I was too late to make the deadline, but this post was written in response to The Wordsmith’s Weekly Writing Contest (15-21). Thanks for the prompt, Ms. Rachel Smith!
The ticking was cacophonous in the small room wallpapered with clocks of all shapes and sizes, each with its’ own slightly different measurement that resulted in there not being a single moment without sound. The lack of carpeting only increased sound, with every step George took in her high-heeled boots echoing loudly. She had to get out of here before the hour struck, not merely to save her brother, but also to save her sanity.
Robert had always had a knack for getting into dangerous situations, and George marveled to herself that it was slightly amazing that she was not yet tired of saving him. It probably helped that this time she was not saving him from himself. Robert may have been an alcoholic gambler and compulsive liar with impulse control problems, but he had not kidnapped himself nor absconded to this odd time dungeon voluntarily.
Glancing at the wall, George noted she had approximately 12 minutes to grab her brother and get out. Luckily, she did not also have to find him. There was nowhere to hide, and he lay 12 steps before her, his wrists bound in a thick, oil-smudged rope behind his back, his mouth gagged with a dirty rag, his chest rising in jagged breaths that belied the impression that he was no longer save-able.
She hurried to his side, curling over her toes and making her arches scream as she knelt. She pulled the rag roughly from his mouth, causing a scream and the plink of at least one tooth against the hard, cold floor.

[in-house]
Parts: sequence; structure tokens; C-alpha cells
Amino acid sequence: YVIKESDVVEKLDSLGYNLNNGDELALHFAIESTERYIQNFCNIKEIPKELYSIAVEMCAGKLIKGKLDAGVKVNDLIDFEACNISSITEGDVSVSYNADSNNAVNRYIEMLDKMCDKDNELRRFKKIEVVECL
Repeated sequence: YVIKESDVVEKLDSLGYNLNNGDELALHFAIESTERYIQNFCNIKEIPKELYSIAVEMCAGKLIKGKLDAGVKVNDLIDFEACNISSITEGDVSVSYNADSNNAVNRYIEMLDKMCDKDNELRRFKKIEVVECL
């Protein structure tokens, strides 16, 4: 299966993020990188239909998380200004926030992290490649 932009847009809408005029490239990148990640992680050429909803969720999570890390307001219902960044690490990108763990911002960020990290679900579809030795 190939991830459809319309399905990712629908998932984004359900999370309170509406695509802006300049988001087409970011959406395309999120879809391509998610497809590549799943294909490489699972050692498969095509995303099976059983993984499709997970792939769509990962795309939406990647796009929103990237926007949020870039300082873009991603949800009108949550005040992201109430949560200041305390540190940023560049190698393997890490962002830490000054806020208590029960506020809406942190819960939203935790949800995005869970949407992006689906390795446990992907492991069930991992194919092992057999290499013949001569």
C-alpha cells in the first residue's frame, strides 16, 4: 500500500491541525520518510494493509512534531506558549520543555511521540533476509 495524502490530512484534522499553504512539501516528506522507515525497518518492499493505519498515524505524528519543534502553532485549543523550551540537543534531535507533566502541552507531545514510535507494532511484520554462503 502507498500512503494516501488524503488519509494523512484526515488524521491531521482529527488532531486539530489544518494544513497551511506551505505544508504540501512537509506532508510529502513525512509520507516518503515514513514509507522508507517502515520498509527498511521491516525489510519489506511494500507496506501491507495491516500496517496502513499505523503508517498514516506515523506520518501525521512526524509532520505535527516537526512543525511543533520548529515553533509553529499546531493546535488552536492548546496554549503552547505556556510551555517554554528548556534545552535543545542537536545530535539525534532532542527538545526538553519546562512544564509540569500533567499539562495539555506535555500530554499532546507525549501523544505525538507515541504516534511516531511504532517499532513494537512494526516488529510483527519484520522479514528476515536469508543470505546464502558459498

“Jesus!” Robert screamed, red flushing across his face.
“Not Jesus,” she corrected. “George.”
“Fuck, George, what the hell are you doing?”
“Well, dammit, be more careful! I can’t afford veneers.”
“I think the words you’re looking for are, ‘Thank you for coming to rescue me, dear sister in shining armor. Losing a tooth sucks, but is probably better than losing my life. I also 100% realize that this loss is likely partially my fault, because I have terrible oral hygiene.’”
“It’s not my fault; I’m an alcoholic.”
“I don’t think that removes responsibility, but… Shit. 9 minutes. Why don’t you shut the fuck up so we can get out of here?”
“Why don’t you both shut the fuck up? You’re giving me a migraine.” The voice was cold, female elegance overlaid on the polar ice caps.
Cold and familiar.
“Of course,” George muttered. “I should have known.” She turned and greeted the woman: “Hello, mother.”
She woke up, the raucous chimes letting her know it was several hours later. Her arms were tied tightly behind her back, a thick and salty rag was in her mouth, and she had a splitting headache.